A Defra Exempt stove has passed a lab test where its emissions are measured at its rated output and at a reduced rate. This is to help reduce air pollution in towns and cities that are Smoke Control Areas. A Defra Exempt stove can generally be used to burn wood in a Smoke Control Area - it actually depends what fuel the lab test was carried out with but this is nearly always firewood.
It is worth noting that the Ecodesign legislation which is due to come into force in 2022 sets what are arguably even stricter emissions limits than those set for Defra Exemption, but the framework doesn't include the low output test. We may well see the introduction of an additional low output test for stoves that can be used in Smoke Control Areas after 2022.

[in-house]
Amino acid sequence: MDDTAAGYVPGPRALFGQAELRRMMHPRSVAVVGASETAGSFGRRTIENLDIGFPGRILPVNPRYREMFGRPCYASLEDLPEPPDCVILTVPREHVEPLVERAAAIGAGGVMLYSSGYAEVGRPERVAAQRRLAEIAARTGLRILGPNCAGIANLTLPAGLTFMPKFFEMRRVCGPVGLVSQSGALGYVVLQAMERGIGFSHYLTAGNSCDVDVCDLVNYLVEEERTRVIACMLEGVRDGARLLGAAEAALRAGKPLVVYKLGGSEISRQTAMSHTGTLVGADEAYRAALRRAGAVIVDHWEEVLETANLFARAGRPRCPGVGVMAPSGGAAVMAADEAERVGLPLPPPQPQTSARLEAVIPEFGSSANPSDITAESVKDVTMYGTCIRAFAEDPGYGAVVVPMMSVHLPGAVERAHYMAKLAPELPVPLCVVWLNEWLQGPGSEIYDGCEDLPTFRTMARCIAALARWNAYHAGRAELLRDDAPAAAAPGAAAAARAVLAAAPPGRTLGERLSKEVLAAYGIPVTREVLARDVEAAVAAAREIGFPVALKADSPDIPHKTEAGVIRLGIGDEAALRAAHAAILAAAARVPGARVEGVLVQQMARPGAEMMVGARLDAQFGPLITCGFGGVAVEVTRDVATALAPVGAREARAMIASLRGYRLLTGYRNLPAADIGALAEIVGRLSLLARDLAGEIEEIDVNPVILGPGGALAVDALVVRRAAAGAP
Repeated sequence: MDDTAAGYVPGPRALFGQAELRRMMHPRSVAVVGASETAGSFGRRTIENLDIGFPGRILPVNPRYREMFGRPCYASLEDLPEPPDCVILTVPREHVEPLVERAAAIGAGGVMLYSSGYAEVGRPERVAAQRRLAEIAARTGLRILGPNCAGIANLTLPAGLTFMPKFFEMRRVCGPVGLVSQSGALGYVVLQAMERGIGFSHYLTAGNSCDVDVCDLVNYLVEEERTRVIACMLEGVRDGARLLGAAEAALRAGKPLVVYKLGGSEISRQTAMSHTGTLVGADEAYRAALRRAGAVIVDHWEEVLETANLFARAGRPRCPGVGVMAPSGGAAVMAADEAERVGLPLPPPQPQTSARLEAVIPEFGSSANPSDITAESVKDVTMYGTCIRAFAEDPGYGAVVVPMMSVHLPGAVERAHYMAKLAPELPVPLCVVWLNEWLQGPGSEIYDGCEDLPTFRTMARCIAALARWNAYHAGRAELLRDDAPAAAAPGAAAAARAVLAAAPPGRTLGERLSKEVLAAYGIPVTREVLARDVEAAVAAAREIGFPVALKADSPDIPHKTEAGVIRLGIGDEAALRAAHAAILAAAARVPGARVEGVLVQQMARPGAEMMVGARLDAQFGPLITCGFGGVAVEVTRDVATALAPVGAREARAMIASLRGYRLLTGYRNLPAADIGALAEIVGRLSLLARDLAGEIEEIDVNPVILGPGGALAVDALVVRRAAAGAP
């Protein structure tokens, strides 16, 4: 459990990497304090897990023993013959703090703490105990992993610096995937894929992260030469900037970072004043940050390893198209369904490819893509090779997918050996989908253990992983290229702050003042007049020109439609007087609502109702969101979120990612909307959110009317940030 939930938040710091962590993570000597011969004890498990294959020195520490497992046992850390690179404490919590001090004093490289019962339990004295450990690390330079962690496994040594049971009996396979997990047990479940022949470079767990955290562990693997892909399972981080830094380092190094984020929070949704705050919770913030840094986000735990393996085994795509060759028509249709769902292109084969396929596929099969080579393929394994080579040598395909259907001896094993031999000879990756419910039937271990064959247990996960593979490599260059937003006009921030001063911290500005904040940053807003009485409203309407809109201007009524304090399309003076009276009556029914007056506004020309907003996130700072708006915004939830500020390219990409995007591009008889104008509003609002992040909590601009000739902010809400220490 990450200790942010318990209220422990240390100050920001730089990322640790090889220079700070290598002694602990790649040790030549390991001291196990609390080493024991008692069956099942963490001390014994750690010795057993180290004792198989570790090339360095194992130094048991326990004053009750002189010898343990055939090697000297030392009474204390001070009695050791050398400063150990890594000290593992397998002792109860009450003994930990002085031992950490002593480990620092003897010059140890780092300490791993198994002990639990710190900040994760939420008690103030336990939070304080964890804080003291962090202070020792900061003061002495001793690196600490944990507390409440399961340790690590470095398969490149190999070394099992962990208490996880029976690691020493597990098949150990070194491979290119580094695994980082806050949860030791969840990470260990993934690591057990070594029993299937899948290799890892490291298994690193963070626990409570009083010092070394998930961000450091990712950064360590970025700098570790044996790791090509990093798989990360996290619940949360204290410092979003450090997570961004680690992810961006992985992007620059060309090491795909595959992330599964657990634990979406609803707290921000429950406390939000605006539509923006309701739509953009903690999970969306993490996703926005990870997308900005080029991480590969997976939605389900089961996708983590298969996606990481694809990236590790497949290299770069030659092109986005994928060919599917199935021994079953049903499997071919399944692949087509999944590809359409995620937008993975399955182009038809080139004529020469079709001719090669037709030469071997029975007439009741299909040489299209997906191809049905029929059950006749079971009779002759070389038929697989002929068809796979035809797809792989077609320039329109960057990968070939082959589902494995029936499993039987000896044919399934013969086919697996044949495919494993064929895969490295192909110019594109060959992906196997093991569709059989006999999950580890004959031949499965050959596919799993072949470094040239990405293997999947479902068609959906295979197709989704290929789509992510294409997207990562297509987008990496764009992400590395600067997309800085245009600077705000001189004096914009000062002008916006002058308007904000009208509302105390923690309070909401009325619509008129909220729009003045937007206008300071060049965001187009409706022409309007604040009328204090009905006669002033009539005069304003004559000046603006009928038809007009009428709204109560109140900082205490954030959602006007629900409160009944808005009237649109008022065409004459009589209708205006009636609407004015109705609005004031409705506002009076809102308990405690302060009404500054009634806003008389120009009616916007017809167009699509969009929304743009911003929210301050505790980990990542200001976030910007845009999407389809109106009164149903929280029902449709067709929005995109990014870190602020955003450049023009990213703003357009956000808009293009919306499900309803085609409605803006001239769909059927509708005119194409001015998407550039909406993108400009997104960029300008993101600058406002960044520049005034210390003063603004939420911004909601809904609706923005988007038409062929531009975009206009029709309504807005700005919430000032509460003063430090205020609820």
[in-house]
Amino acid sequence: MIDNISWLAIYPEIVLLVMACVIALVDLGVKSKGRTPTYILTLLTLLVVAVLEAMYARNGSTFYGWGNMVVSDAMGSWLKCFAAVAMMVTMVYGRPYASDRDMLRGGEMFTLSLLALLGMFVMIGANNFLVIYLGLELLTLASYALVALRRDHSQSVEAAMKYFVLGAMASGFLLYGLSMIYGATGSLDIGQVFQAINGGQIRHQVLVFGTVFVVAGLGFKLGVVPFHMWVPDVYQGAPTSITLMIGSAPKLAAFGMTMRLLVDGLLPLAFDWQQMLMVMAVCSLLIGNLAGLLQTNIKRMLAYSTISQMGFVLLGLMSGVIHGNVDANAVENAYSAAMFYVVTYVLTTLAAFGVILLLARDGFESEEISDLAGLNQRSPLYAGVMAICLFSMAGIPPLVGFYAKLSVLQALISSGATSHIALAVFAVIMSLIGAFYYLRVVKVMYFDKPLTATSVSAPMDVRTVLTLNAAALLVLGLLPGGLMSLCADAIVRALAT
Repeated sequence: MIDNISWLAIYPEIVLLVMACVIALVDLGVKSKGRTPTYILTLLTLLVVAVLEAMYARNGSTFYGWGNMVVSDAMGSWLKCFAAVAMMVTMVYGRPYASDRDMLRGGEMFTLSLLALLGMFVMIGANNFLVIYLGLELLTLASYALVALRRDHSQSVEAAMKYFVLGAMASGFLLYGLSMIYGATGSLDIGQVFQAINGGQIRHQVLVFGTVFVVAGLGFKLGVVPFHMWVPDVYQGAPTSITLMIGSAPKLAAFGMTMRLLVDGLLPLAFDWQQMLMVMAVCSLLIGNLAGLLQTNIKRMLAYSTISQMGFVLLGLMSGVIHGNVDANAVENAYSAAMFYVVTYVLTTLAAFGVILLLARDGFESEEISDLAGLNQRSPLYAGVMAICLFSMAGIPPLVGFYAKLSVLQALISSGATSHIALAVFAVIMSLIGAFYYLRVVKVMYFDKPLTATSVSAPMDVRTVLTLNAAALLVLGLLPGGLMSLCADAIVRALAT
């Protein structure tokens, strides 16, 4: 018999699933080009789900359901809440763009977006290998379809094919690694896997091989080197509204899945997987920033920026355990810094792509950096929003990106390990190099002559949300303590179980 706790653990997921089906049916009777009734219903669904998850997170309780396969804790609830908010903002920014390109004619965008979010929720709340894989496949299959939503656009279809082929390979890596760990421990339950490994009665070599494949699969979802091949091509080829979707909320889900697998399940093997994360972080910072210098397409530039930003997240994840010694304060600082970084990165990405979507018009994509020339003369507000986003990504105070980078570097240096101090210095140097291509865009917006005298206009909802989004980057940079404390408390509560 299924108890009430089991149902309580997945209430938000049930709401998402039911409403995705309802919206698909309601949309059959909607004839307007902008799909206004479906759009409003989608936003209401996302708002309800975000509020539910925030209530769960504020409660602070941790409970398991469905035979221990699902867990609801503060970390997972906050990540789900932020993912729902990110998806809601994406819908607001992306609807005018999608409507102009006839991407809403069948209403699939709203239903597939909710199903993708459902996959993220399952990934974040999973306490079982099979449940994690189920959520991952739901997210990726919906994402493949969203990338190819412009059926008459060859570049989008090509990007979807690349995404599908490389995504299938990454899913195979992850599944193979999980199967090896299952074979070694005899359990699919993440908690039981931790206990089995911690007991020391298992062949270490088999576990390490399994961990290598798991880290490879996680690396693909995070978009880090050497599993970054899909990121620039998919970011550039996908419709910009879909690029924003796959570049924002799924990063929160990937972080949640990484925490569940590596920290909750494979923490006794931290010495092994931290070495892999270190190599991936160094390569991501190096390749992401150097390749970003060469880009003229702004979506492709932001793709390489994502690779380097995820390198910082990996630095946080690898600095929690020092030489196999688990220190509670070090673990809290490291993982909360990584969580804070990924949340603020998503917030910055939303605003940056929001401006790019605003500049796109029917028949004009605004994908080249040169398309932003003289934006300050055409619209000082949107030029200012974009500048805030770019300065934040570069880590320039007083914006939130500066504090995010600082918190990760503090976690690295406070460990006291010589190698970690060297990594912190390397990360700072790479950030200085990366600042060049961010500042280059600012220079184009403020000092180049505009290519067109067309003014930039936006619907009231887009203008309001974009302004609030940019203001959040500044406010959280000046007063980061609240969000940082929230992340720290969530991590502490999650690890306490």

The smallest 4.9 kW model is perfect for small homes. Change the standard look by adding the pedestal for a contemporary twist, this lifts the stove for an eye level view of the flames and makes it easier on your back for loading.
The Arada Farringdon Large stove has the highest maximum heat output of 12kW which will keep you warm through the coldest of winters. The Farringdon Large is a very controllable stove so you can easily burn it more slowly when you don't need the full 12kW.
The Arada i600 Slimline has such a wide view of the flame, but with a low 5 kW output. There is the option of a direct air supply if required and Arada offer a wide choice of stove body and door colours.